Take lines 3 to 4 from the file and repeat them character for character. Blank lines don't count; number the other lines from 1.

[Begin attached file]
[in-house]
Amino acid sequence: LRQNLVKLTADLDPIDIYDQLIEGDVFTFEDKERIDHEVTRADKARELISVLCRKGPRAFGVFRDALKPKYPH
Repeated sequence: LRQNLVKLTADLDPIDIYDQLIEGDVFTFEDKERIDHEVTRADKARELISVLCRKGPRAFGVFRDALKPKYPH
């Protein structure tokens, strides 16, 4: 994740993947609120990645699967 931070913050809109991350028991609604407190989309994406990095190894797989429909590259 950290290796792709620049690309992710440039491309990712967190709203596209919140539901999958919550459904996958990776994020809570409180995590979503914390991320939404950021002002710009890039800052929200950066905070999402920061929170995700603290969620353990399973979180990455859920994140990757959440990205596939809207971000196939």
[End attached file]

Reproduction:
Repeated sequence: LRQNLVKLTADLDPIDIYDQLIEGDVFTFEDKERIDHEVTRADKARELISVLCRKGPRAFGVFRDALKPKYPH
């Protein structure tokens, strides 16, 4: 994740993947609120990645699967 931070913050809109991350028991609604407190989309994406990095190894797989429909590259 950290290796792709620049690309992710440039491309990712967190709203596209919140539901999958919550459904996958990776994020809570409180995590979503914390991320939404950021002002710009890039800052929200950066905070999402920061929170995700603290969620353990399973979180990455859920994140990757959440990205596939809207971000196939």